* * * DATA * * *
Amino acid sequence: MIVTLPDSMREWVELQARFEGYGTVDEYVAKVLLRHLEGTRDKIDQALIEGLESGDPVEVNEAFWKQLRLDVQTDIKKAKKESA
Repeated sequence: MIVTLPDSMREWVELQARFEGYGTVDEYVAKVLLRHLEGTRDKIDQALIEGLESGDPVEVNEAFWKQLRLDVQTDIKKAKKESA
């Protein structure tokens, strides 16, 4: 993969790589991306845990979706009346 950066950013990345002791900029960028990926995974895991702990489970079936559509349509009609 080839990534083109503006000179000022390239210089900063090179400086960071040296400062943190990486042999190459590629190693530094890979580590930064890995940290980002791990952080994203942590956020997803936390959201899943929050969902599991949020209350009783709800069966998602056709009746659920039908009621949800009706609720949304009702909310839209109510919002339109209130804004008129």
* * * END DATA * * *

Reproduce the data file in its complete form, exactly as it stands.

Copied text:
Amino acid sequence: MIVTLPDSMREWVELQARFEGYGTVDEYVAKVLLRHLEGTRDKIDQALIEGLESGDPVEVNEAFWKQLRLDVQTDIKKAKKESA
Repeated sequence: MIVTLPDSMREWVELQARFEGYGTVDEYVAKVLLRHLEGTRDKIDQALIEGLESGDPVEVNEAFWKQLRLDVQTDIKKAKKESA
């Protein structure tokens, strides 16, 4: 993969790589991306845990979706009346 950066950013990345002791900029960028990926995974895991702990489970079936559509349509009609 080839990534083109503006000179000022390239210089900063090179400086960071040296400062943190990486042999190459590629190693530094890979580590930064890995940290980002791990952080994203942590956020997803936390959201899943929050969902599991949020209350009783709800069966998602056709009746659920039908009621949800009706609720949304009702909310839209109510919002339109209130804004008129």